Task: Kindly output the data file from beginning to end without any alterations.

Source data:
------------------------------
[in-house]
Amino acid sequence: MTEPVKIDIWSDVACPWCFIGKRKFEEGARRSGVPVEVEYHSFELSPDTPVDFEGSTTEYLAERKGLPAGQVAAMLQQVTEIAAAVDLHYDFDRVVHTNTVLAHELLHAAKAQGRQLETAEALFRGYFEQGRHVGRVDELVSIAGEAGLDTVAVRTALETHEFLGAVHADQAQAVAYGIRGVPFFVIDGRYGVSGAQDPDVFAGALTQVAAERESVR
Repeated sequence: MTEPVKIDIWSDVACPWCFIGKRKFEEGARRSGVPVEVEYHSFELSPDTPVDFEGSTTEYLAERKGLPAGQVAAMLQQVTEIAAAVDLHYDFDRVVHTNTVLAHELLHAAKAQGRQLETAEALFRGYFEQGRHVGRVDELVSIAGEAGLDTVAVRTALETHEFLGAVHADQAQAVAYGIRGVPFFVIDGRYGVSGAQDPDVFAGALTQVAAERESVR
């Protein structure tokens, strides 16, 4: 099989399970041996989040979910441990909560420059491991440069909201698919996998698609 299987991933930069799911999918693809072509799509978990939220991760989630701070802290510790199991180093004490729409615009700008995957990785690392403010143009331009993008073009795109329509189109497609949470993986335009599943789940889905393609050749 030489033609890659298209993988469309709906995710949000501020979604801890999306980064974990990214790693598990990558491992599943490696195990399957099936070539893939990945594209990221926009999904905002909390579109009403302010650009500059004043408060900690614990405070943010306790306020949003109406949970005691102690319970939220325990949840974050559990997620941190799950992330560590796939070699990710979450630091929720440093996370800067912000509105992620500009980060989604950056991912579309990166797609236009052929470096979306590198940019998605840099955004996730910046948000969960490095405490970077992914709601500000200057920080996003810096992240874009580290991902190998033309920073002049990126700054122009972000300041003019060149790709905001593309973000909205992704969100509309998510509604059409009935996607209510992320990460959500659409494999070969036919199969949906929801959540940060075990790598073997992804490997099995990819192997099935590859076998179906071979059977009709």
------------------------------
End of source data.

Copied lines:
[in-house]
Amino acid sequence: MTEPVKIDIWSDVACPWCFIGKRKFEEGARRSGVPVEVEYHSFELSPDTPVDFEGSTTEYLAERKGLPAGQVAAMLQQVTEIAAAVDLHYDFDRVVHTNTVLAHELLHAAKAQGRQLETAEALFRGYFEQGRHVGRVDELVSIAGEAGLDTVAVRTALETHEFLGAVHADQAQAVAYGIRGVPFFVIDGRYGVSGAQDPDVFAGALTQVAAERESVR
Repeated sequence: MTEPVKIDIWSDVACPWCFIGKRKFEEGARRSGVPVEVEYHSFELSPDTPVDFEGSTTEYLAERKGLPAGQVAAMLQQVTEIAAAVDLHYDFDRVVHTNTVLAHELLHAAKAQGRQLETAEALFRGYFEQGRHVGRVDELVSIAGEAGLDTVAVRTALETHEFLGAVHADQAQAVAYGIRGVPFFVIDGRYGVSGAQDPDVFAGALTQVAAERESVR
């Protein structure tokens, strides 16, 4: 099989399970041996989040979910441990909560420059491991440069909201698919996998698609 299987991933930069799911999918693809072509799509978990939220991760989630701070802290510790199991180093004490729409615009700008995957990785690392403010143009331009993008073009795109329509189109497609949470993986335009599943789940889905393609050749 030489033609890659298209993988469309709906995710949000501020979604801890999306980064974990990214790693598990990558491992599943490696195990399957099936070539893939990945594209990221926009999904905002909390579109009403302010650009500059004043408060900690614990405070943010306790306020949003109406949970005691102690319970939220325990949840974050559990997620941190799950992330560590796939070699990710979450630091929720440093996370800067912000509105992620500009980060989604950056991912579309990166797609236009052929470096979306590198940019998605840099955004996730910046948000969960490095405490970077992914709601500000200057920080996003810096992240874009580290991902190998033309920073002049990126700054122009972000300041003019060149790709905001593309973000909205992704969100509309998510509604059409009935996607209510992320990460959500659409494999070969036919199969949906929801959540940060075990790598073997992804490997099995990819192997099935590859076998179906071979059977009709």